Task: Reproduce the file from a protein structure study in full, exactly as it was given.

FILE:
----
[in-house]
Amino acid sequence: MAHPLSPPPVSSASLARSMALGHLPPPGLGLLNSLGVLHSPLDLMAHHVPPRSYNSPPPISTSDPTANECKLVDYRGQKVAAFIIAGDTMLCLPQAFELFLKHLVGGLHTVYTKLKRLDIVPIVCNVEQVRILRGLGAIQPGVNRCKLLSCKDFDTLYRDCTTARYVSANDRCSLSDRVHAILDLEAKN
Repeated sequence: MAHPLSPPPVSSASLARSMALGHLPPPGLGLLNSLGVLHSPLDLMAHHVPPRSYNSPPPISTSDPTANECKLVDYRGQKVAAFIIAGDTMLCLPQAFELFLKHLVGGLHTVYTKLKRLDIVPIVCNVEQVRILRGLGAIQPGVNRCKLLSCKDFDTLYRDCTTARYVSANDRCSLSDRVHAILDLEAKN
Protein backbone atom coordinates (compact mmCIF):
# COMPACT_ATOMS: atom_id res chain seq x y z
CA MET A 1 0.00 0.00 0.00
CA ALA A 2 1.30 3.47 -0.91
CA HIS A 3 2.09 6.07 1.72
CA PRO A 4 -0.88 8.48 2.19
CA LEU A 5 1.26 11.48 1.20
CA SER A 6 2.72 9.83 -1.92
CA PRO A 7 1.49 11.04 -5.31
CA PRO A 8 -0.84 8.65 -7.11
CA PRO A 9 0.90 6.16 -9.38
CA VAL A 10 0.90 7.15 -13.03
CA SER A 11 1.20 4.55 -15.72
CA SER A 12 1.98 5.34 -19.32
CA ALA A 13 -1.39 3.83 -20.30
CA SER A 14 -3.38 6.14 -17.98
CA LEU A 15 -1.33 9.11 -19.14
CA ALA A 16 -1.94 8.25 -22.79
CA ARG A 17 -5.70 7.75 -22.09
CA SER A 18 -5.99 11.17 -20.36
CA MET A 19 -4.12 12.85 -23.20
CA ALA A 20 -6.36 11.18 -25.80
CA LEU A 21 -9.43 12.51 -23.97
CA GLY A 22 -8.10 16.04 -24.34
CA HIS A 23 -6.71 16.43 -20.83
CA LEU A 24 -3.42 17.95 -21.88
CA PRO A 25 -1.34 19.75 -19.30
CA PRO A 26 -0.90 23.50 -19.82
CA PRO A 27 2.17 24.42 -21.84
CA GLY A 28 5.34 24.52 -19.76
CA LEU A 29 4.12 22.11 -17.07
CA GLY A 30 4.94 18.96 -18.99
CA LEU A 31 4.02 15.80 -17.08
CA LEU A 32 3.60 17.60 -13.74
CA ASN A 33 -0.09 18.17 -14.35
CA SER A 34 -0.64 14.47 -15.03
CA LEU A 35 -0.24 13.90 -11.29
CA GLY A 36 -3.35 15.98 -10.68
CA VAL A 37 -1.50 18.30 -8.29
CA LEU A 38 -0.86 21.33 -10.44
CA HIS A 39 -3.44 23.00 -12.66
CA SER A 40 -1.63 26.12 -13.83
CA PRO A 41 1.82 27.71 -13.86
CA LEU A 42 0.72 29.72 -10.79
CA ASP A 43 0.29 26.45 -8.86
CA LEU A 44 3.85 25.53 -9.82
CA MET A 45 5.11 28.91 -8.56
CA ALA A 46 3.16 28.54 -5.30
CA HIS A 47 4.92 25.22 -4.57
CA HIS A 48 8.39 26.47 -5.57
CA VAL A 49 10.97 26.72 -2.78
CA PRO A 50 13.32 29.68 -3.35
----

[in-house]
Amino acid sequence: MAHPLSPPPVSSASLARSMALGHLPPPGLGLLNSLGVLHSPLDLMAHHVPPRSYNSPPPISTSDPTANECKLVDYRGQKVAAFIIAGDTMLCLPQAFELFLKHLVGGLHTVYTKLKRLDIVPIVCNVEQVRILRGLGAIQPGVNRCKLLSCKDFDTLYRDCTTARYVSANDRCSLSDRVHAILDLEAKN
Repeated sequence: MAHPLSPPPVSSASLARSMALGHLPPPGLGLLNSLGVLHSPLDLMAHHVPPRSYNSPPPISTSDPTANECKLVDYRGQKVAAFIIAGDTMLCLPQAFELFLKHLVGGLHTVYTKLKRLDIVPIVCNVEQVRILRGLGAIQPGVNRCKLLSCKDFDTLYRDCTTARYVSANDRCSLSDRVHAILDLEAKN
Protein backbone atom coordinates (compact mmCIF):
# COMPACT_ATOMS: atom_id res chain seq x y z
CA MET A 1 0.00 0.00 0.00
CA ALA A 2 1.30 3.47 -0.91
CA HIS A 3 2.09 6.07 1.72
CA PRO A 4 -0.88 8.48 2.19
CA LEU A 5 1.26 11.48 1.20
CA SER A 6 2.72 9.83 -1.92
CA PRO A 7 1.49 11.04 -5.31
CA PRO A 8 -0.84 8.65 -7.11
CA PRO A 9 0.90 6.16 -9.38
CA VAL A 10 0.90 7.15 -13.03
CA SER A 11 1.20 4.55 -15.72
CA SER A 12 1.98 5.34 -19.32
CA ALA A 13 -1.39 3.83 -20.30
CA SER A 14 -3.38 6.14 -17.98
CA LEU A 15 -1.33 9.11 -19.14
CA ALA A 16 -1.94 8.25 -22.79
CA ARG A 17 -5.70 7.75 -22.09
CA SER A 18 -5.99 11.17 -20.36
CA MET A 19 -4.12 12.85 -23.20
CA ALA A 20 -6.36 11.18 -25.80
CA LEU A 21 -9.43 12.51 -23.97
CA GLY A 22 -8.10 16.04 -24.34
CA HIS A 23 -6.71 16.43 -20.83
CA LEU A 24 -3.42 17.95 -21.88
CA PRO A 25 -1.34 19.75 -19.30
CA PRO A 26 -0.90 23.50 -19.82
CA PRO A 27 2.17 24.42 -21.84
CA GLY A 28 5.34 24.52 -19.76
CA LEU A 29 4.12 22.11 -17.07
CA GLY A 30 4.94 18.96 -18.99
CA LEU A 31 4.02 15.80 -17.08
CA LEU A 32 3.60 17.60 -13.74
CA ASN A 33 -0.09 18.17 -14.35
CA SER A 34 -0.64 14.47 -15.03
CA LEU A 35 -0.24 13.90 -11.29
CA GLY A 36 -3.35 15.98 -10.68
CA VAL A 37 -1.50 18.30 -8.29
CA LEU A 38 -0.86 21.33 -10.44
CA HIS A 39 -3.44 23.00 -12.66
CA SER A 40 -1.63 26.12 -13.83
CA PRO A 41 1.82 27.71 -13.86
CA LEU A 42 0.72 29.72 -10.79
CA ASP A 43 0.29 26.45 -8.86
CA LEU A 44 3.85 25.53 -9.82
CA MET A 45 5.11 28.91 -8.56
CA ALA A 46 3.16 28.54 -5.30
CA HIS A 47 4.92 25.22 -4.57
CA HIS A 48 8.39 26.47 -5.57
CA VAL A 49 10.97 26.72 -2.78
CA PRO A 50 13.32 29.68 -3.35